The Morning Call looks at the recall of Chesa Boudin

The Morning Call looks at the recall of Chesa Boudin


What happened in San Francisco the other day was both remarkable yet utterly predictable.  It was a triumph, but one made possible only by recurrent defeat.  It was, in short, the story of American society over the last half-century, its bifurcation and its struggle to retain what is left of its formerly immense promise.

As you likely know, on Tuesday, the voters of San Francisco decided overwhelmingly to recall their District Attorney Chesa Boudin.  Boudin, of course, is the adopted son of Bill Ayers and Bernadine Dohrn, the erstwhile Weather Underground terrorists who have a made a nice bourgeoise life for themselves in Barack Obama’s old neighborhood in Chicago.  Boudin was “adopted” and raised by the Ayers family after his own parents, also Weather Underground terrorists, were convicted of murder in a failed Brinks armored-car robbery that left two police officers and one Brinks security guard dead.  Boudin ran for DA on a plat5form of criminal justice “reform” and proceeded to reform the city into a ghastly urban hellscape.

Let us begin our discussion today with a reminder: generally speaking, civilized man responds to one of only two constraints on his instinctively selfish and antisocial behavior, conscience or fear, that is to say, morality or law.  Or, as the late, great James Q. Wilson put it in a 1994 essay for Commentary:

There are only two restraints on behavior — morality, enforced by individual conscience or social rebuke, and law, enforced by the police and the courts. If society is to maintain a behavioral equilibrium, any decline in the former must be matched by a rise in the latter (or vice versa). If familial and traditional restraints on wrongful behavior are eroded, it becomes necessary to increase the legal restraints.

Over the last sixty years or so, American society has been the subject of a great experiment.  For a variety of reasons – some benevolent, most malevolent – American institutions have encouraged the abandonment of the first of the restraints on man’s behavior, morality.  This morality, the institutional elites have insisted, is stifling and antiquated and, worst of all, designed specifically to create and maintain division and inequality.  The morals of our ancestors, they continued, was based on superstition, not on reason, and was, therefore, ill-equipped to provide real-world answers to real-world problems.  In the end, it should be abandoned for the betterment of mankind.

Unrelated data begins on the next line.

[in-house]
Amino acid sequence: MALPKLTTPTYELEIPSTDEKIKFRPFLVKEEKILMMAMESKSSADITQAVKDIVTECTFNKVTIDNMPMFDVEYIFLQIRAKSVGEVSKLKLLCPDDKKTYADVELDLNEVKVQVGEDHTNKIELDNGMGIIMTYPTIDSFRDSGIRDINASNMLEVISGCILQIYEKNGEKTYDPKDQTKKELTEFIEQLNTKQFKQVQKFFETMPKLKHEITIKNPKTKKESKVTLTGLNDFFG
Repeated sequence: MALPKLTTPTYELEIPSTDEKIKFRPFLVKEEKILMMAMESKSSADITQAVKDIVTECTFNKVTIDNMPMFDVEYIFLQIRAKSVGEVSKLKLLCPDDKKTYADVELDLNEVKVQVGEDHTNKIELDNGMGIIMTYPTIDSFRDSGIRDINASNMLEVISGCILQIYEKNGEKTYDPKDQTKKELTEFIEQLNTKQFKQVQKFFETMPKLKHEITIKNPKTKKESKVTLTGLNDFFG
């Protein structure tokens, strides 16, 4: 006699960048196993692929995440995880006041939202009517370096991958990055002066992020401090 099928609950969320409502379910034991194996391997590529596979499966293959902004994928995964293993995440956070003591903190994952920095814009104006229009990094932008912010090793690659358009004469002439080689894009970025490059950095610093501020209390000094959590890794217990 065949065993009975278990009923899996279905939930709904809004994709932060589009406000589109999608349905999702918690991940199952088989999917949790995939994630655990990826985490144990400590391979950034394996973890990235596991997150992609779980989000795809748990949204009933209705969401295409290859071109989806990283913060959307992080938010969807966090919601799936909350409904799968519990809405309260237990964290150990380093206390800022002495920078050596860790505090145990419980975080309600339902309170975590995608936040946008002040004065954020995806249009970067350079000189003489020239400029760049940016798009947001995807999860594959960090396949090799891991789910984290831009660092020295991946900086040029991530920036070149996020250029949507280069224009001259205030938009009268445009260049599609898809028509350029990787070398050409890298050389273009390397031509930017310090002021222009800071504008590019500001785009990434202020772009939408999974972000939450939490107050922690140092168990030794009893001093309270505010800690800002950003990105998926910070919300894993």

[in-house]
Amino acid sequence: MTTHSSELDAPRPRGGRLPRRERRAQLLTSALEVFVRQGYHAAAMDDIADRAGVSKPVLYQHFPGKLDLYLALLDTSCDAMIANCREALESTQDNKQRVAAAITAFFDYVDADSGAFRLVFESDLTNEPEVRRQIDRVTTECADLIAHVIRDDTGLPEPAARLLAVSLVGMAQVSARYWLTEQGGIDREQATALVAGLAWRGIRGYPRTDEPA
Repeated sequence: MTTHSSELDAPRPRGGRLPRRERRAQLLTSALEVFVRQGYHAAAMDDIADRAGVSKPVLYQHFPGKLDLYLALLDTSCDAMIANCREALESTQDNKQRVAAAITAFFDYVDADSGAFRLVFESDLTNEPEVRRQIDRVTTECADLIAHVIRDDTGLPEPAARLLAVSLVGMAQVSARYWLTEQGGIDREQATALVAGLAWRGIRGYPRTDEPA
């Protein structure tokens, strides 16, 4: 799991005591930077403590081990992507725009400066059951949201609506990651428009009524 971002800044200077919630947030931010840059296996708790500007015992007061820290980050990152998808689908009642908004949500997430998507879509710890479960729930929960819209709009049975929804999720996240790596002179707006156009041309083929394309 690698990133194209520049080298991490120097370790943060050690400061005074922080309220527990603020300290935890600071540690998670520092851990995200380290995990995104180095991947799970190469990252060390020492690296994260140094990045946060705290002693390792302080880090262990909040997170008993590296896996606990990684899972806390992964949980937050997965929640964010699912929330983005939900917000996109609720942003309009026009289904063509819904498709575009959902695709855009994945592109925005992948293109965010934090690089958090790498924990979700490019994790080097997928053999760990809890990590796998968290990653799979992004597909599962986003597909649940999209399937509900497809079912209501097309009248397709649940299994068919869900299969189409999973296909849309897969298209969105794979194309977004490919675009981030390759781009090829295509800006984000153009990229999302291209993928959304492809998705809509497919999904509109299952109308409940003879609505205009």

And abandoned it was.

Ironically enough, however, this abandonment was incomplete and itself unequal, and those who refused to conform to the new moral morality were, for the most part, those who encouraged it most vociferously.  In his 2012 essay about Belmont and Fishtown, the inimitable Charles Murray noted the following:

As recently as half a century ago, Americans across all classes showed only minor differences on the Founding virtues. When Americans resisted the idea of being thought part of an upper class or lower class, they were responding to a reality: there really was such a thing as a civic culture that embraced all of them. Today, that is no longer true….

America has never been a classless society. From the beginning, rich and poor have usually lived in different parts of town, gone to different churches, and had somewhat different manners and mores. It is not the existence of classes that is new, but the emergence of classes that diverge on core behaviors and values—classes that barely recognize their underlying American kinship….

The surge in crime that began in the mid-1960s and continued through the 1980s left Belmont almost untouched and ravaged Fishtown. From 1960–95, the violent crime rate in Fishtown more than sextupled. When we can first break out imprisonment rates in 1974 (after crime had already been increasing for a decade), there were 215 imprisoned Fishtowners for every 100,000 persons ages 18–65. By the time of the most recent survey of prison inmates in 2004, that number had grown to 965. The comparable figures for Belmont were infinitesimal and flat (13 in 1974, 27 in 2004). Furthermore, the reductions in crime since the mid-1990s that have benefited the nation as a whole have been smaller in Fishtown, leaving Fishtown today with a violent crime rate that is still 4.7 times the 1960 rate….